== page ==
Stories about Central Asia & Caucasus from December, 2011
Of all the divides in Kyrgyzstan’s fractious political society, one too often overlooked is the divide between generations. Unlike the famed North/South schism, which manifests itself in elections and street-protests, the generational split is subtle in its complexion; existing within political factions rather than between them, as members of a younger, tech-savvy elite...
Armenian and Greek priests have once again clashed, but this time at the Church of Nativity in Bethlehem, much to the astonishment and amusement of social media users worldwide.
Global Voices’ Caucasus Editor snaps a photo from mobile of a new cocktail bar in Yerevan, the Armenian capital. The bar is called ‘Fans of Facebook’ and there's of course a group page on the popular social networking site.
Surik Khachatryan, the governor of Armenia's southern Syunik province, has been making headlines in the last month for all the wrong reasons. No stranger to controversy, activists are now demanding his dismissal.
Clashes in the town of Zhanaozen, Kazakhstan, on December 16-17, 2011, when a labour strike suddenly broke out in violence, looting and arson leaving at least 14 dead and hundreds of civilians and policemen injured, have caused considerable debate online. Adil Nurmakov reports.
With tensions high between Armenia and Azerbaijan as a result of a still unresolved territorial dispute, the appearance of Azerbaijani garlic in Armenian supermarkets has made some local media hysterical.
Unzipped comments on a new festive advert for the Armenian police. A recent Transparency International report on policing placed the force among some of the worst in the world, but the blog nonetheless welcomes the move and hopes that the image promoted will become reality.
2011 has been an extraordinary year for online content. Global Voices has been there as revolutions happened, dictatorships fell, and network effects rippled through the cities and neighborhoods of our contributors reporting from around the world.
As Kazakhstan was preparing for the pompous celebrations of the 20th anniversary of the country's independence, the seven month-long strike of employees sacked from the national oil company's subsidiary in West Kazakhstan was evolving into brutal clashes with police forces, apparently, with the help of unidentified provocateurs.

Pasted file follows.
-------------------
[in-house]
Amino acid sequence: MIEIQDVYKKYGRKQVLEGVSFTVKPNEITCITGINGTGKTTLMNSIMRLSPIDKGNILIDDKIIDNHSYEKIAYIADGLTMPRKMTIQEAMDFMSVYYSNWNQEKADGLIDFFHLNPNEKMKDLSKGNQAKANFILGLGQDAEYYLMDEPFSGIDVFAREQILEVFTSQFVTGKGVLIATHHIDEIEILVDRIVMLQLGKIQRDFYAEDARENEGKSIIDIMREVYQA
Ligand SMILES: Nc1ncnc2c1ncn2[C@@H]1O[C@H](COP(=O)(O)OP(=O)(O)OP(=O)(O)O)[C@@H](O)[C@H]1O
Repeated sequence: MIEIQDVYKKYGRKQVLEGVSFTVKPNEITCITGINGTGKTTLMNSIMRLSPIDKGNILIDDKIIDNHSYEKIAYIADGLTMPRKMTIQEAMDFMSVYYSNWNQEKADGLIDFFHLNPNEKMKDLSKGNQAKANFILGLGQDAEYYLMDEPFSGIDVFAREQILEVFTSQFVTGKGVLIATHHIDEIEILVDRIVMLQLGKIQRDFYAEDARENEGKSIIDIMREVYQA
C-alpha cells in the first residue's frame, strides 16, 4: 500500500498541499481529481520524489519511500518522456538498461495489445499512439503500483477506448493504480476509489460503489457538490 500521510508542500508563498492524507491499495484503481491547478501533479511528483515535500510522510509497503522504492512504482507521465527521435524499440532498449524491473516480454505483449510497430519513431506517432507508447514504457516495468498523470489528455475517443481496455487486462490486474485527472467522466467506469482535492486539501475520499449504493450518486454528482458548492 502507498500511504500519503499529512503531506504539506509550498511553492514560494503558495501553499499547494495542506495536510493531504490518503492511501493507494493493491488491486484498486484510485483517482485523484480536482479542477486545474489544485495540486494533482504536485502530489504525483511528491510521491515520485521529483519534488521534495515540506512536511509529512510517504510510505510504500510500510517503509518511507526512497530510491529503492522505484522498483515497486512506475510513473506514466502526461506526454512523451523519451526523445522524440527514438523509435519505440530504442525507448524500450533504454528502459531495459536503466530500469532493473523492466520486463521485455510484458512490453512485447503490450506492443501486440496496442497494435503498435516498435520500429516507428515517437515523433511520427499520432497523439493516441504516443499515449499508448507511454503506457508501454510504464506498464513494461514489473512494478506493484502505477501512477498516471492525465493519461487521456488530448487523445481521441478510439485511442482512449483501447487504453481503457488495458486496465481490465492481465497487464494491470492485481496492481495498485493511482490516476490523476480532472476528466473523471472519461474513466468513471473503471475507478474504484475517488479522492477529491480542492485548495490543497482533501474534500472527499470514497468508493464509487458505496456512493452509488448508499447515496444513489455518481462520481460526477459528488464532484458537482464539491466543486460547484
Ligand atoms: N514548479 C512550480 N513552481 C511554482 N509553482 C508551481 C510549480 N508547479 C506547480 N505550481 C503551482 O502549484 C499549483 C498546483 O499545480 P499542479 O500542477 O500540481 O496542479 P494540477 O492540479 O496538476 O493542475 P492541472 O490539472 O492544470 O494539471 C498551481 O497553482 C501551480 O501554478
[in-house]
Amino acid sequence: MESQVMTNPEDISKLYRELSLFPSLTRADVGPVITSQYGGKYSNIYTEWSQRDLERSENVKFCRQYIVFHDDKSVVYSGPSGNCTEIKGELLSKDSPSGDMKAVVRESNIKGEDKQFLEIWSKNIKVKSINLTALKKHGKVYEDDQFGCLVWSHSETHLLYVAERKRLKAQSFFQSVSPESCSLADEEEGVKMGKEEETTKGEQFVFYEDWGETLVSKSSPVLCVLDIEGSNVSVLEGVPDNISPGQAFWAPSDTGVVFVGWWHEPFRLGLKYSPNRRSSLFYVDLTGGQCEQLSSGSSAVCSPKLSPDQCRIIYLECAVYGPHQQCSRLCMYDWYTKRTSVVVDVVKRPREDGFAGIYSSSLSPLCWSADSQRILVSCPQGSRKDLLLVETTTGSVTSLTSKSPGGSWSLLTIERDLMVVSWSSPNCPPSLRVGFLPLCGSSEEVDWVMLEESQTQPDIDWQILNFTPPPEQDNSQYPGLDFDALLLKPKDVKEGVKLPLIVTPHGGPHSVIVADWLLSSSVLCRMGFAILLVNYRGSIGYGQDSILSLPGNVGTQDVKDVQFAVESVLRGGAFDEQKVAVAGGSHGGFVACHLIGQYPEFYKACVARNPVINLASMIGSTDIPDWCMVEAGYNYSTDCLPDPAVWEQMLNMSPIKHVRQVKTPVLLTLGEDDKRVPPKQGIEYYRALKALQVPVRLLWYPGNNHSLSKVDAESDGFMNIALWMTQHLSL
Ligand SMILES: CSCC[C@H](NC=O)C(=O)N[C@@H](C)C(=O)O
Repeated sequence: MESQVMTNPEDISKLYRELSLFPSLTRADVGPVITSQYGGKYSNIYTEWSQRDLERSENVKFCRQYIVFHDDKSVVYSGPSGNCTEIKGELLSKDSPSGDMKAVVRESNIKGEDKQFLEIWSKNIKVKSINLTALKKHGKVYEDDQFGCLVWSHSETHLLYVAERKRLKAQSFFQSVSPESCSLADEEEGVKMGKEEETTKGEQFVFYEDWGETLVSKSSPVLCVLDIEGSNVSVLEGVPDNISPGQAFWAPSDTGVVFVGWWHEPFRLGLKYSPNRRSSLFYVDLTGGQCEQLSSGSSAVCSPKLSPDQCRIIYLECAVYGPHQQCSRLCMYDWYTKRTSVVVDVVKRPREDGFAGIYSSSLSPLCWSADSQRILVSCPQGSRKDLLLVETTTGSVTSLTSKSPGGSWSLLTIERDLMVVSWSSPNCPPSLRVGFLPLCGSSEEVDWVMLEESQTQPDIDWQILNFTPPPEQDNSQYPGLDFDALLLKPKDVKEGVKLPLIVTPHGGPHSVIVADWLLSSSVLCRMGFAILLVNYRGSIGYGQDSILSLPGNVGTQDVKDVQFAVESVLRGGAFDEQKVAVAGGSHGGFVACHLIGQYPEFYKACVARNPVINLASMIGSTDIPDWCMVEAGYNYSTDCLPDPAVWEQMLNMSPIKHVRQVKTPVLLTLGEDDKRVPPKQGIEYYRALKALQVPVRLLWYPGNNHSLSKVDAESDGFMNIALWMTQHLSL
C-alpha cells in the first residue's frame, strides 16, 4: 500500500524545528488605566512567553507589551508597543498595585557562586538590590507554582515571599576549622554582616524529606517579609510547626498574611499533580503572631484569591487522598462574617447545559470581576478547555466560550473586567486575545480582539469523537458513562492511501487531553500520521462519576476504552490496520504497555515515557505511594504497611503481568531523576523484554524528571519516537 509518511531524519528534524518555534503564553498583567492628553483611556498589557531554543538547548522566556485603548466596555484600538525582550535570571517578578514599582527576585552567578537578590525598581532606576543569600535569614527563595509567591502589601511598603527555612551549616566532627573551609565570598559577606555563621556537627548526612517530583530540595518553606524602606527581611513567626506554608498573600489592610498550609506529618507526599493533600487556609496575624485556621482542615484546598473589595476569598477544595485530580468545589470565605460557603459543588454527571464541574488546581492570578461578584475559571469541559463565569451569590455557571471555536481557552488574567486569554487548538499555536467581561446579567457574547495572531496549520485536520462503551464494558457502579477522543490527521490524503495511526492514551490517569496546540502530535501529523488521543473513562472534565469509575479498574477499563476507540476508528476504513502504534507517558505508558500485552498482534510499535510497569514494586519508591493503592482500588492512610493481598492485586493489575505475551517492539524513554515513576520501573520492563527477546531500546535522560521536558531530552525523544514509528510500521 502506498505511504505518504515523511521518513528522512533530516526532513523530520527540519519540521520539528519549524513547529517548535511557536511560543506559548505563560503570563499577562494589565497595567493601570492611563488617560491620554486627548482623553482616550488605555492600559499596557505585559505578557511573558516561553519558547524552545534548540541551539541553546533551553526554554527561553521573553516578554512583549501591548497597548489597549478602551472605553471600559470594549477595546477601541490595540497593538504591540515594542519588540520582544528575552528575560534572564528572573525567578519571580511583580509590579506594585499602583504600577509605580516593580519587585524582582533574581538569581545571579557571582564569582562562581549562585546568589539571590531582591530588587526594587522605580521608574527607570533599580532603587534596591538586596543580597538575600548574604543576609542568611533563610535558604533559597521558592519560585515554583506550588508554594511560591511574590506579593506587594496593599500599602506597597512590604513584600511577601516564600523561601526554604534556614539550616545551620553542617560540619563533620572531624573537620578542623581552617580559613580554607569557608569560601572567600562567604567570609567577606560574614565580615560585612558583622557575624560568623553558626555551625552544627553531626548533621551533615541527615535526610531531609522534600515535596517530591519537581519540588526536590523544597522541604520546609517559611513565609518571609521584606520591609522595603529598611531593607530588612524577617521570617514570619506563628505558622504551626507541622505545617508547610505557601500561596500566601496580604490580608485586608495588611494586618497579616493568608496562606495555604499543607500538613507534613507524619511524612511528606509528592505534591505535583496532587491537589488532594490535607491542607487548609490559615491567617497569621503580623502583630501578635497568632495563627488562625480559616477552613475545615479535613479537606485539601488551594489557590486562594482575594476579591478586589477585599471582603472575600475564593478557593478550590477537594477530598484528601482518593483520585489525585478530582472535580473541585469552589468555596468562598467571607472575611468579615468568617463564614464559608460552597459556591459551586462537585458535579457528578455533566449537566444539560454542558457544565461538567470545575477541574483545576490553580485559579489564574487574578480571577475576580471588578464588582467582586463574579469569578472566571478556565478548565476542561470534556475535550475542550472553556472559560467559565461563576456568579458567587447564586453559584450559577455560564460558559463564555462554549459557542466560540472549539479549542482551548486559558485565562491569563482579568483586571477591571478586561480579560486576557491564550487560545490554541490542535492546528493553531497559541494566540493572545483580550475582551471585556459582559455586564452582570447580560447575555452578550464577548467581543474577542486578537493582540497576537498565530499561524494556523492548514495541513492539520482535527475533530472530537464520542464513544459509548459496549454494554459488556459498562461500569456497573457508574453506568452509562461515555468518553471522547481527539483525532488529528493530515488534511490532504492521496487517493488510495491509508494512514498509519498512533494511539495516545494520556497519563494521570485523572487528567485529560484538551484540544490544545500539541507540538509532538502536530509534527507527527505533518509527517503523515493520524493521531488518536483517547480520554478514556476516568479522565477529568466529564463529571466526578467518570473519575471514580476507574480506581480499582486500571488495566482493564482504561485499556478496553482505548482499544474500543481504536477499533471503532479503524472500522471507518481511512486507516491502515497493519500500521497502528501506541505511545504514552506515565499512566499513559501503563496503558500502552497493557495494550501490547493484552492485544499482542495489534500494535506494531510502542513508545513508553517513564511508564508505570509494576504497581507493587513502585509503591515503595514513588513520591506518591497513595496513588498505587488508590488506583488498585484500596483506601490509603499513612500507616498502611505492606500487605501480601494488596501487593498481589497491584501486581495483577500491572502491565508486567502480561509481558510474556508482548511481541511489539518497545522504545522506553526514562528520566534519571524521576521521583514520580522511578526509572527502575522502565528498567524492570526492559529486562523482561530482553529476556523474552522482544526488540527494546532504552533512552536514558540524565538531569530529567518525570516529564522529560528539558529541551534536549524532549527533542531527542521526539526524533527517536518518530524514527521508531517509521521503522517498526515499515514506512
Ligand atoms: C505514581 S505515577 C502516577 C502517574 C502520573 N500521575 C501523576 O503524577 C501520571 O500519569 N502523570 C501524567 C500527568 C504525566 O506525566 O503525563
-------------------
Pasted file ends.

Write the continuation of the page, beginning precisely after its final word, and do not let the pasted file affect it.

An interactive Question and Answer session on Facebook by the British Ambassador to Armenia highlighted both the potential for social media as a tool for engagement as well as some its deficiencies.
Governments fall, parliamentary speakers come and go, and as one season fades another always begins. That, at least, was what Kyrgyz Internet users thought prior to former presidential candidate Arstanbek Abdylayev’s startling announcement that “there will be no winter”.
Following the recent Question & Answer session on Twitter with the UK's new Ambassador to Azerbaijan, his outgoing counterpart in neighboring Armenia, Charles Lonsdale, is due to answer questions on Facebook on Friday 16th December.
Facebook seems to have started playing an important role in Uzbek politics. However, so far it is more a tool for playing games with fake accounts, rather than an instrument of civil protests. Ekaterina reports.
Mansurhon says that the Uzbek Parliament’s decision to pass a constitutional amendment reducing the length of presidential term from current seven to five years, sparked a lot of controversy in the country.
Tomyris writes about a fuss around Facebook account of the Prime Minister of Uzbekistan that gave rise to political speculations among the observers. The page has proved to be not authentic though.
Sarah Kendzior reports about the story of Gulsumoy Abdujalilova, an invented person with fake Facebook profile, who allegedly committed suicide after being interrogated by the Uzbek police.
yahweh writes how situation with the rights of women and disabled persons has developed in Afghanistan since 2001, when the Afghan government and its international allies pledged to advance gender issues following the military intervention to oust the Taliban.
Marginalized by society and deprived of a voice by the mainstream media, can new media offer an alternative to refugees and IDPs in the South Caucasus?
A selection of Global Voices' recent and interesting stories including video from East Asia, Sub Saharan Africa, Central Asia - Caucasus and Latin America, selected by Juliana Rincón Parra.
On December 1, 2011, in a ceremony replete with medieval references, Almasbek Atambayev was sworn in as Kyrgyzstan's fourth president, with cannons sounding a peaceful transition between two heads of state for the first time in over 20 years of independence.
Making Wool from Eggs, a Peace Corps Volunteer blog, puts together a list of random and funny local customs, noting which are approved or disapproved of in the provincial towns and villages of Azerbaijan.